It is not lowered income that breaks promoters’ neck, it’s the unpayable bills accumulated from previous commitments that do it

Additionally, we need to account for the risk of cheap tickets on the secondary ticketing market. If tickets are available for less that than the official presale on these sites, either for the very same event, a similar event or event in the same time period, or a better event, then it will likely redirect the cash flow from official presales and further lower the promoter’s future revenue.

If a market revenue goes down by 50 % and the remaining potential half is further affected by cheap resales, how much can reasonably be expected to be left over? If such a scenario becomes reality, then the expectations of future turnover might not (sufficiently) materialise, leaving the promoter with obligations to fulfil with insufficient funds.

Not to mention, that standard competition will continue, and new shows will have the advantage of a wow-effect over postponed and rolled-over events. Also, corporations in some countries are likely to come out of the crisis with loaded cash-flow from temporarily non-refunded tickets for cancelled arena shows with a limited time to reinvest it.

In this light, it might seem that the intention to lower artist guarantees by 20 % in 2021 is merely cosmetics.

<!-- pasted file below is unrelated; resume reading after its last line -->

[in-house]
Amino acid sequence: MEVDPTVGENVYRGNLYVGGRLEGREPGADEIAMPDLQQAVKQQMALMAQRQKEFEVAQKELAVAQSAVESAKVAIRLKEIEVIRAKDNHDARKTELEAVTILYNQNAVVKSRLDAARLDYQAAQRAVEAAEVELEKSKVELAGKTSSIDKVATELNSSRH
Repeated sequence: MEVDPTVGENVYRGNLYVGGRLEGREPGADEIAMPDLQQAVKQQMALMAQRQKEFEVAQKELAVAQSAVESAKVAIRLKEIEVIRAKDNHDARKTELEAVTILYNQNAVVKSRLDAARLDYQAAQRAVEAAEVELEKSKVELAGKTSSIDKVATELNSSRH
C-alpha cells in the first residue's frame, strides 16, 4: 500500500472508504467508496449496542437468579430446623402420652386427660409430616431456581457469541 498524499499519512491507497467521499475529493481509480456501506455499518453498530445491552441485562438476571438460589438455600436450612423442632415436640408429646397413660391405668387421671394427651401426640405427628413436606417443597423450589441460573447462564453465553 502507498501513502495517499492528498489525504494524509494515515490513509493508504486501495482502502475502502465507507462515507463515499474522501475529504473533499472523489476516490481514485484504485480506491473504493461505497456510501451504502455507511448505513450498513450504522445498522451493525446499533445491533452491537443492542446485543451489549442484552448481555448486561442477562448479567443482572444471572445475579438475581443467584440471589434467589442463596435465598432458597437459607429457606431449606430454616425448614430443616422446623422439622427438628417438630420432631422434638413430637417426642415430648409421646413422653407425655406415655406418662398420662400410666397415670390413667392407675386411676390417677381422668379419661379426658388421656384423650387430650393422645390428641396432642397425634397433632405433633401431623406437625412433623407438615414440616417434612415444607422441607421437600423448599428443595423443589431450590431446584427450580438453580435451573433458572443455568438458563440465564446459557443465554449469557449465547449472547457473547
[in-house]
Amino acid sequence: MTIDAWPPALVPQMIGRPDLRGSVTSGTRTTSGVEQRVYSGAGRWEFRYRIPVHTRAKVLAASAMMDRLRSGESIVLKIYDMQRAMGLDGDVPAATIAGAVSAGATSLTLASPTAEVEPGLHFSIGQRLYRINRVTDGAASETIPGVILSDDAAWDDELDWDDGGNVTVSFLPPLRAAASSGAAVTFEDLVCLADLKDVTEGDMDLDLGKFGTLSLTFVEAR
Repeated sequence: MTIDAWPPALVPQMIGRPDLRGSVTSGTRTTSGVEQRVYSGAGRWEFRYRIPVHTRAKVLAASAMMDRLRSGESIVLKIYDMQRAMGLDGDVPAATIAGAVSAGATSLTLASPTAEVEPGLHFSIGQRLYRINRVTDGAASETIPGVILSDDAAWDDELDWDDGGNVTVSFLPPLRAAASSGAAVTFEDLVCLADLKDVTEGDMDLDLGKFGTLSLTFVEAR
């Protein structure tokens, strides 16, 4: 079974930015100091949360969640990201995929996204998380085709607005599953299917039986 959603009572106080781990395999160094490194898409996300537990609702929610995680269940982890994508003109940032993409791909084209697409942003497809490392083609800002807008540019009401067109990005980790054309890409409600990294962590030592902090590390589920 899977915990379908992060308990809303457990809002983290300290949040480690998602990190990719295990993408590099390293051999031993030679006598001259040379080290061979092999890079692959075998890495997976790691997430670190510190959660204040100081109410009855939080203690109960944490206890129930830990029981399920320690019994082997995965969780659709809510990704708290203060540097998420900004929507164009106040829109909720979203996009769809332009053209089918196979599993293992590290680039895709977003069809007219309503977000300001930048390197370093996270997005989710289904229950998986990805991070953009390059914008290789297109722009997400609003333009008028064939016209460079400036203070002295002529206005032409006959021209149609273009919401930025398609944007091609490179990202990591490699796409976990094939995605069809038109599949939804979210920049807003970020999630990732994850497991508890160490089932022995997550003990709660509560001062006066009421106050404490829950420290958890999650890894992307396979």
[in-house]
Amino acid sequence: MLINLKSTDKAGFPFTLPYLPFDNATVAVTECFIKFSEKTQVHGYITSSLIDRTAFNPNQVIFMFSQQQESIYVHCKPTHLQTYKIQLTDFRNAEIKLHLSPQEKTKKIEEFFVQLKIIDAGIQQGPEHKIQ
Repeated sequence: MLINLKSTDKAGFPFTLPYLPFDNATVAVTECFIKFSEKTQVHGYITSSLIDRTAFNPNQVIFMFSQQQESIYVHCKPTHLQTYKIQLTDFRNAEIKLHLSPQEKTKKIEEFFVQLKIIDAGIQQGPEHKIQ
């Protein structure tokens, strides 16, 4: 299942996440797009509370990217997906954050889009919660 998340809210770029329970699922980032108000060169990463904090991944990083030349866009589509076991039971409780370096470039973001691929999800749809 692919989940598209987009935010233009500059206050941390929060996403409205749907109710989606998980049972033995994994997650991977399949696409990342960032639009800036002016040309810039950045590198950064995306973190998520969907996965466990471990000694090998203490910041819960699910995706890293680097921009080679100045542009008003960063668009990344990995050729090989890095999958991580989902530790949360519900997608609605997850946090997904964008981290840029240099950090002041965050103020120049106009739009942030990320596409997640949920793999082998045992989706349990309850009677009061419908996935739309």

If it is the case and all options are still on the table then, in some ways, it is not a bad option to leave in 2020 what belongs in 2020: ask agents to return paid advances, refund ticketholders or press on with substitute events and enter the next year without a ball and chain.

Generally speaking, it is not lowered income that breaks promoters’ neck, it’s the unpayable bills accumulated from previous commitments that do it.

 


Borek Jirik has worked as a show and festival promoter and arranged technical production for various arena and stadia tours. He now consults for live events, focusing on quality management, safety plans, studies, publishing and research. He was an initiator and editor of the Comprehensive Guide for Event Production and Organisation in the Czech Republic, 2018.

Refunds may lead to mass bankruptcies, warn EE promoters

The absence of a scheme to protect the concert industry from the financial impact of issuing refunds en masse could leave to a wave of insolvencies, leading Estonian promoters have warned.

In many countries in Europe, including Germany, Portugal and Italy, concert organisers are being allowed to offer ticket vouchers (ie credit) in lieu of cash refunds for cancelled events, while others, including Estonia’s Baltic neighbours, have extended the window in which refunds must be given (typically a year).



“In other countries, such as Latvia and Lithuania, solutions have been found,” says Live Nation Estonia’s Mart Eensalu, “and longer periods for the repurchase [refund] of tickets have been granted. But it hasn’t been done here.”

Estonia – which, along with most Europe, put the brakes on live events in March – ended its state of emergency and began easing coronavirus lockdown restrictions on 17 May, with shows of up to 1,000 people permitted from 1 July.

That 1,000-capacity limit (or 500 for indoor shows), of course, precludes major live music events, such as Rammstein’s highly anticipated performance in Tallinn, originally scheduled for July – for which 62,000 people will now be asking Live Nation for refunds, writes the Baltic Times.

“We are effectively jobless, but we must keep our offices open”